08.06.2012 - 11.06.2012
Wanting to get more backpacking experience before our planned 5-day backpacking trip in Daisetsuzan National Park in Japan, we decided to hike out to the Pico Blanco backcountry campsite in the Ventana Wilderness this past weekend. We were originally going to hike to a campsite from the Bottcher's Gap parking lot but decided we'd rather avoid the parking fees there.
On Friday evening, we drove down from the Bay Area to Big Sur after work and spent the night in our parked car (an Acura MDX so pretty roomy with the back seats put down). We didn't want to drive on the windy dirt road to the parking area off the Coast Rd., so we just parked at a pull-off on Highway 1. Originally we thought we could take a shortcut to the trailhead and bypass most of the Coast Road, but unfortunately that road is a private one, so we couldn't take it after all.
On Saturday morning, we drove from the south end of the Coast Road northward, wanting to avoid the switchbacks on the north side of the road. The parking area is not marked, and we might have missed it if it weren't for a small gate latched by a rope with several walking sticks propped on the barbwire fence next to it. When we parked our car next to the gate, ours was the only vehicle there. It was also the only vehicle when we came out on Monday morning, and we saw no other people the entire weekend except for a group of three guys who were fishing down the creek.
We probably didn't do as much research as we could have about the hike. Armed with a GPS track of the trail and our map of the Big Sur and Ventana Wilderness, we anticipated a roughly 4-mile hike out to Pico Blanco. We figured we'd stay there on Saturday and Sunday and then hike back out Monday morning and head north and to work (it does seem like we like to push ourselves to exhaustion). We completely underestimated the length of the hike out to Pico Blanco, which turned out to be over 7 miles rather than 4 (others have reported that it's a 5-mile hike, but our GPS told us 7 miles--not sure what's causing the difference). Also, over half of the trail was a nightmare to hike. It was literally the most miserable stretch of trail I've ever been on. The first two miles, however, were extremely pleasant, following the creek through the redwood forest. After climbing out of the forest, we encountered our first rattlesnake. Thank God rattlesnakes have rattles to warn you off. The misery started a little ways after the intersection with the fire road. The trail was so un-maintained that I hesitate to call it a trail. The worst part was fighting the overgrown brush for room on the narrow path so as not to fall off the mountainside, all while flicking off armies of ticks and sweating in the relentless sun (there is virtually no shade on this part of the trail). In some parts, the trail is so overgrown that we would easily have lost our way if we didn't have our GPS. Once we got back down closer to the creek again, we also had to contend with out-of-control poison oak.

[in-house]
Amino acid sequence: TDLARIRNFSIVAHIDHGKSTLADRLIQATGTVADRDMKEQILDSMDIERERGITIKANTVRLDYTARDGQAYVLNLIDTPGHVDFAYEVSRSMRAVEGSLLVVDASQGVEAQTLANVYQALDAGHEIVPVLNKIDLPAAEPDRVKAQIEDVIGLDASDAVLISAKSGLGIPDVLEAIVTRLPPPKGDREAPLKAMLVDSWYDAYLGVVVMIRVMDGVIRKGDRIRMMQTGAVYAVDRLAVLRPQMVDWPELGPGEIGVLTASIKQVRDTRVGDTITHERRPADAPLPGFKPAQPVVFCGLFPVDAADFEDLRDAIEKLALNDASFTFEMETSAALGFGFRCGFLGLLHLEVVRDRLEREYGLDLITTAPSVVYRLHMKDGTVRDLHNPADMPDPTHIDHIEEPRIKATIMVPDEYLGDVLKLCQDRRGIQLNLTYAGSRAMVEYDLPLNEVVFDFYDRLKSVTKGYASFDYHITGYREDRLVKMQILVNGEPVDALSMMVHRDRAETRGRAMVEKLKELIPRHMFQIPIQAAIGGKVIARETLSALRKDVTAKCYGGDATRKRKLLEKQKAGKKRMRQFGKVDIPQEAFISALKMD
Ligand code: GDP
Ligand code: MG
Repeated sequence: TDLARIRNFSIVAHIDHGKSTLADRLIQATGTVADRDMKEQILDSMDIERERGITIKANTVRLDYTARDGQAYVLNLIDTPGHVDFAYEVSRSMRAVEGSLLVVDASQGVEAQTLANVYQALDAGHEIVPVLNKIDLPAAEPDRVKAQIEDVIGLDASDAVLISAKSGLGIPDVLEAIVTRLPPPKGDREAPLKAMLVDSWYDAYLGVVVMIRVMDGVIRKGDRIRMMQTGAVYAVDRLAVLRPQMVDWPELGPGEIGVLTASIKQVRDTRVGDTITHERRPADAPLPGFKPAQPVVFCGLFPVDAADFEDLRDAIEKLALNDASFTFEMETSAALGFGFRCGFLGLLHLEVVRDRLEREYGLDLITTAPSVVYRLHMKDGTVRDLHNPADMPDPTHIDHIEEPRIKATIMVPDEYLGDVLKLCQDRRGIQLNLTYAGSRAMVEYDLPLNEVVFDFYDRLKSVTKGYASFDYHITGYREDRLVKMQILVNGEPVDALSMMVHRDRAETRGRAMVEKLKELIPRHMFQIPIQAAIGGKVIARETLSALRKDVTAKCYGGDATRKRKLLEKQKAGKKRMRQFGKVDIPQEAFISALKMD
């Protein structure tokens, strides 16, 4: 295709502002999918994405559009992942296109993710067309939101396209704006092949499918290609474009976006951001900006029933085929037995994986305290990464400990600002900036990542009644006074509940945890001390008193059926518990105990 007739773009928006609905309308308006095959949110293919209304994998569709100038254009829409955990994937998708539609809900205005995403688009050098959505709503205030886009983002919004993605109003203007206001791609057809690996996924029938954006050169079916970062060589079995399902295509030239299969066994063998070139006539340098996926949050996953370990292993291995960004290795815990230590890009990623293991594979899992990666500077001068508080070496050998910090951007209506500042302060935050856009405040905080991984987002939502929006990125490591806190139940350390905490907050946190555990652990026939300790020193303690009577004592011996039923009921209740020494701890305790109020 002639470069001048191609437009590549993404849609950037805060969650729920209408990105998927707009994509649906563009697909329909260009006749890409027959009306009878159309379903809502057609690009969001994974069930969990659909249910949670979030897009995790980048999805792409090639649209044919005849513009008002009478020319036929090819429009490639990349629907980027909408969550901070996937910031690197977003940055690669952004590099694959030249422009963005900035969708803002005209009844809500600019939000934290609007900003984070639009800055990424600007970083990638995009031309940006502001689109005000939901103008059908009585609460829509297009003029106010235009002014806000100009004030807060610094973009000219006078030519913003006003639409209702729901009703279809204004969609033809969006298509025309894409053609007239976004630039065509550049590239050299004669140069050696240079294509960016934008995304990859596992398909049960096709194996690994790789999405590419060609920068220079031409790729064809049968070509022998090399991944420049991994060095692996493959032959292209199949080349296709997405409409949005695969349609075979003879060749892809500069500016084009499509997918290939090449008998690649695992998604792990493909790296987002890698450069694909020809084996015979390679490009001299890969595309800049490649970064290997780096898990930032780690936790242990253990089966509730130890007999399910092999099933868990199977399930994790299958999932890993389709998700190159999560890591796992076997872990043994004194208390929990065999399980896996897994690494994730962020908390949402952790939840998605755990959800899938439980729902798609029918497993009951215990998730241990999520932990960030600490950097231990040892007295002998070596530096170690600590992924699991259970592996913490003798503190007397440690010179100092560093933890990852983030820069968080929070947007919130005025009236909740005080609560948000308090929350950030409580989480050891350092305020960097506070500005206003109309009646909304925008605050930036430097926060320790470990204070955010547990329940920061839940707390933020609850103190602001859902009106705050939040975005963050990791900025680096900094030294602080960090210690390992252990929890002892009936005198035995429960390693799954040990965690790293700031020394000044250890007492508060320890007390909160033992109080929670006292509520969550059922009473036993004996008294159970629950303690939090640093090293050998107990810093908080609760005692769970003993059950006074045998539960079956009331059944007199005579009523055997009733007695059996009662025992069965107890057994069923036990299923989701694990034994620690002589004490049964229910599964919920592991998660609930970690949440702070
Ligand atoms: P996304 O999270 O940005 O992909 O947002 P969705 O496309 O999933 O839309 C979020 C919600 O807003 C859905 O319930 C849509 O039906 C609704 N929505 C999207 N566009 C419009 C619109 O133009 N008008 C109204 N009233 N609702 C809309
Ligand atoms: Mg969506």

Pico Blanco Camp itself was lovely, though. It was completely empty, so we got our pick of the campsites. A few of them have picnic tables. We stayed at the one closest to the trail going down to the waterfall--an idyllic place that would have been perfect for a swim if we had arrived when the day was still warm enough. We set up our tent in a small ring of redwood trees.
Knowing we couldn't do the entire hike out on Monday morning, we decided to head back on Sunday instead and spend the night at an unofficial campsite we encountered right before the creek crossing. Noting a fire road on our GPS, we took that out instead. (This was the fire road that we intersected on the first day.) The fire road was so much more pleasant: though the beginning part was still a little overgrown, at least we weren't fighting for room on a cliff edge, and most of the road length was extremely well-maintained and even provided views of the ocean. I can't overstate my recommendation for taking the fire road over the trail. In fact, the whole motivation for writing this post was to warn others off the miserable trail we took. We wished we had heeded some of the warning of others (here, here, and at two other now defunct sites) before we embarked. Camping by the creek was relaxing. Once again we were under redwoods. The ground was soft, and we fell asleep to the sound of the roaring water.
The hike out on Monday morning was easy and pleasant. This time we went north on the Coast Road (4WD recommended), meeting up with Hwy 1 and heading back to the Bay Area and working life.